3 Tips for Catching Up Your Books
Falling a little behind in your books is no big deal. After all, you can always catch up tomorrow, right? But how many “tomorrows” in a row does it take before you lose control over your incoming and outgoing expenses?
Before long, your overdue books are hanging over your head like that project you forgot to complete in middle school.
If your hands are already sweaty from the mere thought of catching up on your books, you’re not alone. Nearly 25% of businesses are behind in their books. Thankfully, we can help. Today, we’ll offer you three tips for catching up on your books and getting you back in the game.
Why You Need Current Books
Business owners wear many hats. “Bookkeeper” should never be one of them. Some owners handle their own accounting, thinking they can do it all. Others cut corners, trying to save expenses where they can.
Nearly all of them live to regret this decision. Don’t be one of them!
Here are some of the reasons why you need current books:
Overdue books will cripple your business once tax season rolls around. If your books are not up-to-date by the time you file your taxes, you don’t just need to catch up books and data; you also run the risk of mistakes, audits, penalties, and late fees.
Filing an extension might sound like a solution, but it can cause your problems to snowball, creating a bigger mess than you had before.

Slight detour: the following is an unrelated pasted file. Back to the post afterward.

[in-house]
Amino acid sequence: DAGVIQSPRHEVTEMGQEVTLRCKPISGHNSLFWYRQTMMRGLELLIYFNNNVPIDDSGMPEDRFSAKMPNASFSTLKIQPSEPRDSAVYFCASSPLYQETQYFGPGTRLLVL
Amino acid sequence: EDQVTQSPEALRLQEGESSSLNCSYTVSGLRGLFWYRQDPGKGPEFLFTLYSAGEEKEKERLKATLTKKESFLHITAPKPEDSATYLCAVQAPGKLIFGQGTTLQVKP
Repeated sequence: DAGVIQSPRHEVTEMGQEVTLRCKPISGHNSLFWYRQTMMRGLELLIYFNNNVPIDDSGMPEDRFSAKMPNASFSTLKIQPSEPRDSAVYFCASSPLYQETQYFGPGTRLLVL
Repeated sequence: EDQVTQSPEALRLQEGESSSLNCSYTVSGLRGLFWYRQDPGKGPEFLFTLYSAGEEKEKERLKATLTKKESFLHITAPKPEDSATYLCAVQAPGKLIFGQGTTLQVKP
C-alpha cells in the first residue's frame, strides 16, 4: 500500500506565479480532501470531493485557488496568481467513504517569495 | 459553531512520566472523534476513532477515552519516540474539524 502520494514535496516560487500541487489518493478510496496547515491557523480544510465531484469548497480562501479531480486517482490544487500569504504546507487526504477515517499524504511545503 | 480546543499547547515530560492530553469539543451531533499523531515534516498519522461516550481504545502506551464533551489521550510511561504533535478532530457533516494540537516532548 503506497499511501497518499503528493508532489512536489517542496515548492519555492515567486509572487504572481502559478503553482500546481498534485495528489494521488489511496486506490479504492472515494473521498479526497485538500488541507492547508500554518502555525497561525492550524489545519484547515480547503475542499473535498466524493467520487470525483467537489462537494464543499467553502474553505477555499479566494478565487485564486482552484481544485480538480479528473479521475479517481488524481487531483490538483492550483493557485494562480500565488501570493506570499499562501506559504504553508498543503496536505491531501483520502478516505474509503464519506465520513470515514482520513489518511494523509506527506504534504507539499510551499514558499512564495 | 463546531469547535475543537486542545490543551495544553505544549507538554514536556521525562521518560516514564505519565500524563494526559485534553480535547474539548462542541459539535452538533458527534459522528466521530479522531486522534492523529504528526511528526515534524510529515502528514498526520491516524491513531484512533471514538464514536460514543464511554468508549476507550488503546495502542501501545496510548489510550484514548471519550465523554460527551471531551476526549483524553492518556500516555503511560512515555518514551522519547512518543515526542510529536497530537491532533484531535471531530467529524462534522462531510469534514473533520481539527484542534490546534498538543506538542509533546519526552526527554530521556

Without current books, you’ll have no clear picture of the health of your business. Keeping your books up-to-date will help you understand your cash flow, which can help you to make strategic plans and grow your business in the future.
If you need a business loan, your lender may ask for a recent financial report showing your income and expenses. Staying current with your bookkeeping will allow you to provide this documentation and increase your chance of receiving these funds.
Step 1: Organize Key Documents
One of the best tips for catching up your books is to stay organized. You’ll want to verify that you have the appropriate documents to record your company’s income and expenses.
If you’ve fallen a bit behind, you’ll want to organize your key financial documents, including:
How much money have you taken in? Your income will be reflected in your customer invoices. Organize them by date, and make a note of any outstanding invoices, if any.
You’ll also need to pay attention to your company’s accounting method. In a cash basis business, the invoice is sent to the customer once they’ve paid. But for accrual accounting, you’ll record the income when the sale occurs, even when the customer doesn’t pay until a later date.
Unfortunately, many businesses will have customers who don’t pay their invoices. For accrual accounting businesses, you may have to chase down your delinquent clients.
Technically, you can deduct the cost of bad debt from your tax return, but first, you’ll have to demonstrate that you took reasonable steps to collect the money you’re owed.
Besides, it’s better to collect these debts than to accept defeat at the hands of non-paying clients!
Business Expenses and Receipts
What are your expenses? If you’ve saved your receipts, it should be easy to calculate and record your business expenses. Make sure to separate business and personal expenses, especially since these will represent different deductible income for tax purposes.
Make sure you have a copy of every bill you’ve received from your suppliers. These expenses will appear on your year-end statement, so it’s very important that you have copies of these documents.
If you discover you’re missing a bill or invoice, contact the vendor, and they may be able to send you a copy. If you’ve missed any payments, make sure to take care of this as soon as possible so you can remain in good financial standing.